* Polish/Hungary stock market divergence widest on record
* Zloty is eastern Europe’s worst currency performer
* Analysts say politics is driving reversals of fortune
By Marc Jones
LONDON, May 26 (Reuters) - Poland’s image as eastern Europe’s flagship economy is fast being eroded by a more unorthodox mix of policies that the Warsaw government would argue has helped to turn nearby Hungary into a star performer.
Budapest, which regained its coveted ‘investment grade’ rating last Friday, appears to have swapped places in investors’ affections with Poland as Warsaw takes a route one analyst has termed an ‘Orbanisation’ of the country’s politics.
The term refers to Viktor Orban, Hungary’s outspoken prime minister, whose centralisation of power, increases in state spending and moves to make banks rather than borrowers swallow Swiss franc mortgage losses are now being emulated by Poland’s new ruling party, the nationalist-minded Law and Justice (PiS).
But markets are finding the convergence in style hard to compute. Whereas Hungary’s stocks have soared 70 percent and its local bonds have surged in the last two years, Warsaw’s have been hammered since it started veering in a similar direction.
Some say it might be an issue of timing. It took more than three years for the ‘Orbanomics’ rally in Hungary’s markets to kick in, but investors don’t seem willing to allow Poland time.
Stocks in Warsaw are down more than 20 percent since the start of 2015, S&P has cut its credit rating and the zloty has been central Europe’s worst currency performer, down 8 percent versus the euro over the last year.
“The issue is politics, politics and politics,” said Crédit Agricole senior emerging market strategist Guillaume Tresca.
“Poland used to trade like a safe-haven and Hungary was like a high-beta. Now it is a bit different, Hungary is a bit less high-beta and Poland has lost some of its safe-haven premium.”
Capping it all, Poland local currency bond yields briefly broke above Hungary’s for the first time last month and their default issurance costs are inching towards each other.
Warsaw’s political shift has also prompted a clash with the European Commission, which is now investigating changes in the way Polish judges are selected. Brussels has threatened to pursue a procedure which could ultimately strip Poland of its EU voting rights - something never done before.
With all that to be resolved, the only question for traders is whether Poland’s markets will continue their underperformance or whether they will achieve some of Hungary’s swagger.
Tatha Ghose at Commerzbank, who used the ‘Orbanisation’ term, reckons not, questioning whether copycat moves such as relieving mortgage holders of their Swiss franc worries will give Polish markets the same sort of uplift.
Data from the International Monetary Fund, which has warned the FX plan could destabilise Polish banks, shows hard currency mortgages were worth more than 10 percent of Hungary’s annual economic output (GDP) when Budapest forced banks in late 2014 to swallow losses linked to converting them into forints. In Poland, the share is less than 8 percent.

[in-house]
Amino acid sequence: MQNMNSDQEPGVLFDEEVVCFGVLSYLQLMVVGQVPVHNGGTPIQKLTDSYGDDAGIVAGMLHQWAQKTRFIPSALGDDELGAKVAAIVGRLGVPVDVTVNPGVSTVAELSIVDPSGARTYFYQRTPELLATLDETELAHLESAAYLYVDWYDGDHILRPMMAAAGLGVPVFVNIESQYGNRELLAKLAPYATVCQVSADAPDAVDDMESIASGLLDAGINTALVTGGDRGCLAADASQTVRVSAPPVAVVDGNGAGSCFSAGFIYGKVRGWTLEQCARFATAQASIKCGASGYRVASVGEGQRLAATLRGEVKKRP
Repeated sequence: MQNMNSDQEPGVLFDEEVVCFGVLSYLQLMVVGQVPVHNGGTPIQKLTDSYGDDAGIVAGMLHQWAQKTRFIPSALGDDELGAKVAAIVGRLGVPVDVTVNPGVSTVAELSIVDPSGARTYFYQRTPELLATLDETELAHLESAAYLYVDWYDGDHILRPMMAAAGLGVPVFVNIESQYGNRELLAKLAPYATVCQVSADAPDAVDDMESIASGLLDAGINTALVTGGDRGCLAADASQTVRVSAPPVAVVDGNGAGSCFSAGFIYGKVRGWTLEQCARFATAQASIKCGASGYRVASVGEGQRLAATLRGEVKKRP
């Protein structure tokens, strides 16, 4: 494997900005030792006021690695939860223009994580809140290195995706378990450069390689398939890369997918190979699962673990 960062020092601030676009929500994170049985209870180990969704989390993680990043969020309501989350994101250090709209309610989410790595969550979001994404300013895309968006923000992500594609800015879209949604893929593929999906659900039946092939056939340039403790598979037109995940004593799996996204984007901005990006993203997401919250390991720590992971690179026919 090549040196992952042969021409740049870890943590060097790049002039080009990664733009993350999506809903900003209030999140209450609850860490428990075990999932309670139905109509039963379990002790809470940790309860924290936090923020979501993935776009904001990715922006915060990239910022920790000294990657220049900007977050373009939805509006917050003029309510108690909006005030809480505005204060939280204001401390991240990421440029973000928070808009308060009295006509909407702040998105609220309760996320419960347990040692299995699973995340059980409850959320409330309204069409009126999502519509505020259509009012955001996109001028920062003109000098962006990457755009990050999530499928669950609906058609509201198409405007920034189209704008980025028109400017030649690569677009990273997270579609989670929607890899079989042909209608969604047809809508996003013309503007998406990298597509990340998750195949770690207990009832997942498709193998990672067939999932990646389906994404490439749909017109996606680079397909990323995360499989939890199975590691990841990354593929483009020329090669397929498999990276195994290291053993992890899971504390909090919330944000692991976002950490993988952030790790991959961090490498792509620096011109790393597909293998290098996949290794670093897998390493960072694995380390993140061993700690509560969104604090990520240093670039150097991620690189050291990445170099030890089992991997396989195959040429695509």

“Casual observers often draw a parallel between Hungary and Poland and assume that the implication for asset market performance is obvious,” Ghose said. “In reality, Hungarian asset prices performed the opposite way.”
Budapest’s push to become more self-sufficient also slashed its foreign currency debt to 80 percent of GDP from around 120 percent in 2010.
Its overall debt-to-GDP ratio is also forecast to drop, an improvement Poland will not see any time soon. It plans to increase budget spending this year by about 7 percent.
Also unique for Hungary was its big break in January 2015 when Budapest, having just converted the last Swiss franc mortgages into forints, escaped the fallout of the franc surge when Switzerland scrapped its exchange rate cap. Poland is only now looking to make its move.
“The Hungarian government and central bank were hailed as geniuses,” Ghose said, noting that as Hungary’s economic data improved, so did the risk premium investors demanded of it.
Hungary seems to still have the momentum. Its rating upgrade last Friday made it the first emerging economy to make the leap to investment grade in two years. Poland on the other hand suffered its first downgrade in January since the fall of communism in 1989.
S&P’s global chief rating officer Moritz Kraemer says risks are to the downside for his rating on Poland, which is now three notches above junk at BBB+.
“There is a risk Poland gets downgraded,” said Allianz Global Investors portfolio manager Shahzad Hasan, who has an overweight position on Hungary and underweight on Poland. “That (risk) is not negligible in the foreseeable future.”
A longer-term worry is that PiS seems to be tightening its control of Poland’s judiciary and media. That is straight from the ‘Orbanonmics’ playbook, but with the EU chiding Warsaw after a decade as eastern Europe’s economic poster child, investors are souring.
“Suddenly investors are having to take political risk (in Poland) into account that they haven’t had to over the last eight years,” said Rabobank economist Piotr Matys.
Reporting by Marc Jones; Editing by Gareth Jones